Fatherhood Institute launches Invisible Fathers Action Plan

25 May 2009

The British public feels young dads need extra help to overcome economic and social disadvantage, negative portrayals in the media and neglect by services, according to a new ICM poll launched to coincide with our Invisible Fathers Action Plan today.

69% of the public say the media often present a negative image of young fathers and nearly two-thirds think the younger the father, the less likely he is to stick around. However, 9 out of 10 say young dads should be offered intensive support to help them to be good dads.

The results come as we mark the start of National Family Week with our Invisible Fathers Action Plan (to read the plan in full, you can download it from the Related Documents section below) – calling for public services to actively support young dads in overcoming the challenges they face and finding a positive role as fathers.

The poll reveals overwhelming evidence that the public want services to do more:
• 93% of respondents believe services which work with young mothers should also work with young fathers to help them develop close relationships with their children
• 88% say young dads should be given as much financial help to stay in education as young mums
• 93% say young fathers should be offered intensive support to help them to be good dads, and told how important they are for their children.

The action plan identifies 10 key changes that would help services meet the needs of the children of young fathers, including:
• Midwives, health visitors and teenage pregnancy support services to engage routinely with, and separately assess the needs of, young dads-to-be
• Government guidance explicitly stating that local services, including children’s centres and Connexions, must monitor how many young fathers they are engaging with, assessing and offering a service to, and publish the results
• Local authorities must ensure that housing-related support services for teenage parents (including floating support services) are accessible to young dads as well as young mums.

Rob Williams, new chief executive of the Fatherhood Institute said:
“Some services already do a fantastic job – our challenge now is to raise standards across the board. The good news is that many of the changes needed to support young dads are easily achievable, and we would see their impact at once. It is crucial that engaging fathers should not be an optional extra. Supporting these ‘invisible fathers’ right from the start is beneficial not only for the baby but also for the mother – and these benefits can last a lifetime”.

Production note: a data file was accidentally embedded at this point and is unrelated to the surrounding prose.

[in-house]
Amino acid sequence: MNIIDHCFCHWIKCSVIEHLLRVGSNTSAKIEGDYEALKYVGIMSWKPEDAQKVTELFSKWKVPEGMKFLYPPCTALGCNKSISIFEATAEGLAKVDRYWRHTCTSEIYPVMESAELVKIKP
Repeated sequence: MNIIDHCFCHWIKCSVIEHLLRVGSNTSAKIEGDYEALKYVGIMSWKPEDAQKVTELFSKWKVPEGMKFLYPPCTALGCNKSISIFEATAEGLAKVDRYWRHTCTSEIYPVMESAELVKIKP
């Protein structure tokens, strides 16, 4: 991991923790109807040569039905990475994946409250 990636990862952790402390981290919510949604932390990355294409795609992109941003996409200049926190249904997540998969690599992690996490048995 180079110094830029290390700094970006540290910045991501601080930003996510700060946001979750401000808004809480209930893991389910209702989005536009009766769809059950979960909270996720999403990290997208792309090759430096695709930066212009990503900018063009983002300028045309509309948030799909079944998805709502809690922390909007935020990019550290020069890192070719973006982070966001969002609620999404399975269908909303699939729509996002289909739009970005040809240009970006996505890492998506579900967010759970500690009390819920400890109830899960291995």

The poll also reveals that the general public has a good understanding about the challenges attached to being a young dad (defined as aged 25 or less):
• 69% say the media often present a negative image of young fathers
• 64% recognise that young fathers are more likely to be unemployed, have lower educational qualifications and to be involved in crime and substance misuse

They are also clear that some young dads need to do more to fulfil their potential as fathers:
• 69% say men only become ‘responsible fathers’ after the age of 25 with a fifth saying they only become responsible after 30
• 65% believe that the younger the father is, the less likely he is to stick around.

Rob Williams said: “The poll results are a welcome sign that attitudes towards young fathers are changing. We are moving beyond the blame game, and the public now takes a pragmatic view and appreciates that for the children’s sake, young dads as well as mums often need extra help.”

Currently, too many young fathers still have experiences like those of James, a 16 year old dad from East Yorkshire, who said: “The first midwife I saw at the hospital just looked at me funny and then never asked me a thing while we were there. She didn’t even ask my name. I still go with my girlfriend to her appointments but I get nervous about it now.” … and Daniel, 18, from Bristol, who said: “The health visitor completely ignored me. It wasn’t that I wasn’t there, she just acted as if I wasn’t.”

The Institute is rolling out a programme of support for local services to make these experiences a thing of the past, and will be monitoring how well they do in engaging with young dads. This will support the Think Fathers campaign, a broader government-sponsored initiative to support fathers’ relationships with their children.

 

Invisible Fathers Action Plan

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